There are certain foods inextricably connected to Louisiana. Foods of tradition, memory, and soul—think gumbo, jambalaya, or red beans and rice—that stand firm as part of Louisiana’s culinary canon. Creole cream cheese, a food that originated in the 19th century, lost its place at the table for a time and was passionately resurrected about 15 years ago by Slow Food New Orleans.
Creole cream cheese is Louisiana’s own clabbered-milk farmer’s cheese and is composed of three ingredients: skim milk, buttermilk, and rennet. Milk curds are separated from the whey, then drained through cheesecloth (or a bowl poked with small holes) to produce a thick farmer’s cheese. Its tangy flavor and smooth, creamy, yogurt-like texture makes it pair perfectly with fruit or dolloped on a slice of French bread with a bit of salt and pepper as the German-Louisianians did here in the 1800s.
Now, once again a staple of the modern Louisiana pantry, Creole cream cheese is found under homemade granola, incorporated into dips, blitzed into ice cream, or swirled into cheesecake. And with the summer’s swelter, there is nothing so cool as a trip to Jefferson Parish for a Ro-Bear’s half-and-half Creole cream cheese and wild strawberry snoball.
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- 1½ cups heavy whipping cream
- 12 ounces Creole cream cheese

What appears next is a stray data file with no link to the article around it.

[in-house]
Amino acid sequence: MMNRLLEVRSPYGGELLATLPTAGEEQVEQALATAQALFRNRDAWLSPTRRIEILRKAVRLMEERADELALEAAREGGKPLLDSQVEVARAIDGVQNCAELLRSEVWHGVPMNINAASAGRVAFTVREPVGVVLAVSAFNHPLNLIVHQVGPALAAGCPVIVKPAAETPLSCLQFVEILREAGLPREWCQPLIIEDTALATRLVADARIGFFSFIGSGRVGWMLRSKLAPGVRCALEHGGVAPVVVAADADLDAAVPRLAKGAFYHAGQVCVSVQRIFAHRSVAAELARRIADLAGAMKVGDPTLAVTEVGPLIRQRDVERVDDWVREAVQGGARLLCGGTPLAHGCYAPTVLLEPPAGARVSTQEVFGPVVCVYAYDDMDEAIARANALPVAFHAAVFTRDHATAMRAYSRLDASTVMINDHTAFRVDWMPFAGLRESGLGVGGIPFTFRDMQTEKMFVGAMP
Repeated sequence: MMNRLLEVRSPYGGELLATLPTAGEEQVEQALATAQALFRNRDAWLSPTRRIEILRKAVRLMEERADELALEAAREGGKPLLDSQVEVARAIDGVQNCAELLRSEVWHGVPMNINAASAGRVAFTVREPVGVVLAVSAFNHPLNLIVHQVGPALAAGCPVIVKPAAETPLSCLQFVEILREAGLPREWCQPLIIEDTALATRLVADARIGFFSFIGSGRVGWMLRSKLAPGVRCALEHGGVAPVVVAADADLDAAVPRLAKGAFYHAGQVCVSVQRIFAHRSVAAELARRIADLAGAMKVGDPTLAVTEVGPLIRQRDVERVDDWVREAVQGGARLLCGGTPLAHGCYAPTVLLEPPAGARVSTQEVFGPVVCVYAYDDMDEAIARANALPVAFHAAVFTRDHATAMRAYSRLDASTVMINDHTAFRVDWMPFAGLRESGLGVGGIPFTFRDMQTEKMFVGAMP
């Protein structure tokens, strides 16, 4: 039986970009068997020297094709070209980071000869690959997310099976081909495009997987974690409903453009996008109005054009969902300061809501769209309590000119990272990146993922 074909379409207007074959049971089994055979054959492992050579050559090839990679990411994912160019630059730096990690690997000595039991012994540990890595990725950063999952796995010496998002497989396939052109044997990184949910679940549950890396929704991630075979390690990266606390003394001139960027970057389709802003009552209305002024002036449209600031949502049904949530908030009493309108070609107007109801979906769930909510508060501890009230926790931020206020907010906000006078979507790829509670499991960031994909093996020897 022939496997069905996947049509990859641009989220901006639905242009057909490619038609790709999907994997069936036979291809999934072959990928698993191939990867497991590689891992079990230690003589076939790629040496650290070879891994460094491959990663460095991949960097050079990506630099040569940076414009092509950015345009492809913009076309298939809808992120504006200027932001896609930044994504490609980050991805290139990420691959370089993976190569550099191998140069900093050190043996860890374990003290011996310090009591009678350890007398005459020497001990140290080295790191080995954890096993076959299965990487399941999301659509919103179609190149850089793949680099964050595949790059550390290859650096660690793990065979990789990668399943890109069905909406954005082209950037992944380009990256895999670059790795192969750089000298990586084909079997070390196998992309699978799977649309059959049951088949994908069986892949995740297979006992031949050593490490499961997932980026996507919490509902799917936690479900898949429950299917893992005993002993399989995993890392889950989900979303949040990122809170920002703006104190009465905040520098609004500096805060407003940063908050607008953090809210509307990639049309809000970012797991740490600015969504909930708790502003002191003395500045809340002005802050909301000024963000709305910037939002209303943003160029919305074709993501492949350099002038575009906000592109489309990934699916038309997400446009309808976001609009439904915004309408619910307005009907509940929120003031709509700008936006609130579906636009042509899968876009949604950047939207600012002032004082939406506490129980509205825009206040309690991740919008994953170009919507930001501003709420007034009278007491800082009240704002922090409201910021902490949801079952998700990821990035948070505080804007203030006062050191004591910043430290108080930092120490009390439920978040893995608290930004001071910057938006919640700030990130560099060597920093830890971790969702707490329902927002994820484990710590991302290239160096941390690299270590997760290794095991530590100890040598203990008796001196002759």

- 4 large eggs, separated
- 16 tablespoons sugar, divided
- Blueberry Compote, recipe follows
- In a large bowl, beat cream at high speed with a mixer until medium peaks form.
- In the bowl of a blender, add Creole cream cheese, and blend until smooth. Gently fold Creole cream cheese into whipped cream.
- In a medium bowl, combine yolks and 7 tablespoons sugar. Whisk until thick and pale; fold into cream cheese mixture.
- In a medium bowl, combine egg whites and remaining 9 tablespoons sugar. Beat at high speed with a mixer until medium peaks form; fold into cream cheese mixture. Scoop into 12 3½-ounce silicon molds, and smooth surface. Freeze until firm, about 4 hours. Unmold, and serve with Blueberry Compote.
- According to the USDA, people with health problems, the very young, the elderly, and pregnant women, should avoid eating foods containing raw eggs. Pasteurized eggs can be substituted, if necessary.
- 6 cups fresh blueberries
- 3 tablespoons sugar
- 2 tablespoons fresh lemon juice
- 2 (3-inch) sticks cinnamon
- In a medium pan, combine blueberries, sugar, lemon juice, and cinnamon. Bring to a boil over medium-high heat, and boil until berries begin to pop, about 7 minutes. Remove from heat, and let cool to room temperature. Remove cinnamon sticks and serve.